But Don’t Expect Too Much for 2019 Plan Year
Dr. Michael Cantor continues:
Now the new law [Chronic Care Act] doesn’t go effect realistically until – until 2020, but next year health plans can begin to make these changes. Because CMS put out regulations in a letter in March that said [Medicare Advantage] health plans for 2019 can do this because they’ve reinterpreted what the statute meant. Now that only gave the plans six or eight weeks between when that was announced, maybe 12 weeks, and when they had to put in their plans for 2019.
Largest and Smallest Medicare Advantage Plans Might Offer Something in 2019
So, I don’t think we’re going to see much change for 2019 unless it’s some of the larger plans, the Humana’s and United’s of the world, where they’ve been working on this for a while. You might also see some of the smaller newer plans that are just entering the Medicare Advantage market. These sort of startup plans who have to differentiate themselves begin to do more of this, and that’s really the question for the health plan is, “Will there be enough sort of gain and market share or enrollment to justify the financial risk?”
There are challenges for health plans, there will be adverse selection, right? People who are sicker might choose plans with extra benefits, and yes, that transportation benefit might help them, but will it help them enough to overcome the increasing level of burden of that health plan’s population? These are questions that we’re going to have to see how they play out over time.
Use Next Months to Determine Care That’ll Provide Most Benefit
So, I think the idea that CMS is allowing some custom benefits for subgroups within a plan, and you’re exactly right, I think they’re using Medicare Advantage as a pilot. So, what you bring up in terms of its [MA’s non-medical supplemental benefits] are probably not going to be a big deal in 2019. But we’ll be using the early months of 2019 and we’ll expect to see the 2020 Medicare Advantage bids increasingly include these non-medical supplemental benefits.
Yeah, I think that’s exactly right, and in terms of which benefits are going to be covered, because as you mentioned, there’s a whole array of them. I think we’ll see nutrition and we’ll see transportation. I don’t think we’re going to see much in terms of the chronic home health aides, which is what a lot of people in the home health industry are hoping for. I don’t think we’re going to see much in terms of respite care or palliative care services.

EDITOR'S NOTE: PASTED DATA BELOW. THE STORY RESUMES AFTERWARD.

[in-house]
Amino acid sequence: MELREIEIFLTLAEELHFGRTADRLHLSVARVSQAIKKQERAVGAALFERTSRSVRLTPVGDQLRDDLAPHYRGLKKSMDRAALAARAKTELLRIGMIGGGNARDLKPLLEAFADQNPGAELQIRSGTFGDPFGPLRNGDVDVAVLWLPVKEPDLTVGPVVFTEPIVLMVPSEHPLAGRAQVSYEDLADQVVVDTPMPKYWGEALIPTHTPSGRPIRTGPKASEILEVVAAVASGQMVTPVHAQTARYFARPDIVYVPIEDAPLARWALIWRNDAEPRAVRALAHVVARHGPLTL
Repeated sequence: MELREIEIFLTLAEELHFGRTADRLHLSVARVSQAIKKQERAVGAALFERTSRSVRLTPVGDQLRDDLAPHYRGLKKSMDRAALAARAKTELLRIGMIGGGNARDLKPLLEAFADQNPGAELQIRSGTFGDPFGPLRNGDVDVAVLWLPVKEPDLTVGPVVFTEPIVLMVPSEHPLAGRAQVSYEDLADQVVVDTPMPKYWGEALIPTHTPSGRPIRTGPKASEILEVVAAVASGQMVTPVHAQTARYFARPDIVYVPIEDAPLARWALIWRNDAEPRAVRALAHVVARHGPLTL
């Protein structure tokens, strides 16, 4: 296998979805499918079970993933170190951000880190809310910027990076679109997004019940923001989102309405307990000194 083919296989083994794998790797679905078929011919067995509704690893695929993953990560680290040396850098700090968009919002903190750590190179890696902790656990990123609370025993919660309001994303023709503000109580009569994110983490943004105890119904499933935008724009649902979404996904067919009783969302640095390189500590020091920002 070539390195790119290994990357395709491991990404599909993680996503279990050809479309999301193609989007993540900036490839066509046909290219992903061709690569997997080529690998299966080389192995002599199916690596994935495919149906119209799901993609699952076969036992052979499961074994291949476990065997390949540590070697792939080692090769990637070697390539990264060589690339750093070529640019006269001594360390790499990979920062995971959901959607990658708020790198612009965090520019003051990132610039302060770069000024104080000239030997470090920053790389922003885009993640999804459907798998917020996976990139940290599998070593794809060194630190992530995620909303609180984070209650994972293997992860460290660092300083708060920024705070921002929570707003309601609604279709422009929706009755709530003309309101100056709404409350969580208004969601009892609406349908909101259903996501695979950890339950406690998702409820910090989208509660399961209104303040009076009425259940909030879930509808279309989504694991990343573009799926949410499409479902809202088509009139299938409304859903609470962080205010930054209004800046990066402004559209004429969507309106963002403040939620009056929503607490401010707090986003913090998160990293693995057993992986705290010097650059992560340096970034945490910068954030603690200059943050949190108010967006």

New Types of Providers Serving Health Plan Members
We might see home modification because there’s evidence and literature that supports that. But I think health plans by nature are cautious, and so we’re going to see a slow incremental change in 2019. And 2020, I think, is we’re going to see much more expansion. I would argue that means for some health plans, they should be using now, the time in 2019, to set up pilot programs and figure out how are they going to operate this.
How are they going to work out the bugs? Because they’re going to have to contract with organizations that they’ve never contracted with before: Transportation companies, nutrition providers.
They’re going to have to figure out for non-credential, non-healthcare providers, how do they make sure that they’re delivering what they say they’re going to deliver? The fear of fraud, waste, and abuse which we’ve seen in the Medicaid programs, especially from home health providers, I think is giving insurance companies a lot of pause, which is legitimate.
Right. You know, this is really interesting and I think the last couple of days here at the HealthCare Executive Group that we’ve touched on a lot of these different topics that we’re talking here with Dr. Michael Cantor. And let’s close it out with a personal question.
What did you like most about Minneapolis and the Healthcare Executive Group’s annual forum over the last couple days?
So, the forum, I enjoy meeting a lot of really nice new people who are very very good at what they do. In terms of being great healthcare thinkers, providers, payers, and some really entrepreneurial people who are thinking outside the box and trying to make the changes that we need to have a better healthcare system.
From a personal perspective, my brother Bruce lives here in Minneapolis, and so I got to see him last night, and I enjoyed seeing him and his family. And he and I got to go watch the Yankees lose to the Twins, which is a real privilege for Red Sox fan like me. So, it was excellent.
|Dr. Michael Cantor, MD shares insight with HCEG Annual Forum Participants
Yeah, there was a lot of sports talk intermittently over the last 36 hours. So, we’re wrapping up here today. We’re at the Healthcare Executive Group’s 30th annual forum. And if you’re looking for more information on what we’ve talked about today, you can check out CareCentrix.com. That’s CareCentrix with an X at the end.
And you can also check out the HealthCare Executive Group at HCEG.org. And you can look at the conference proceedings including all of the presentations and other material. I think we’ve got some videos and other stuff out there. So, thanks for tuning in, and we appreciate it.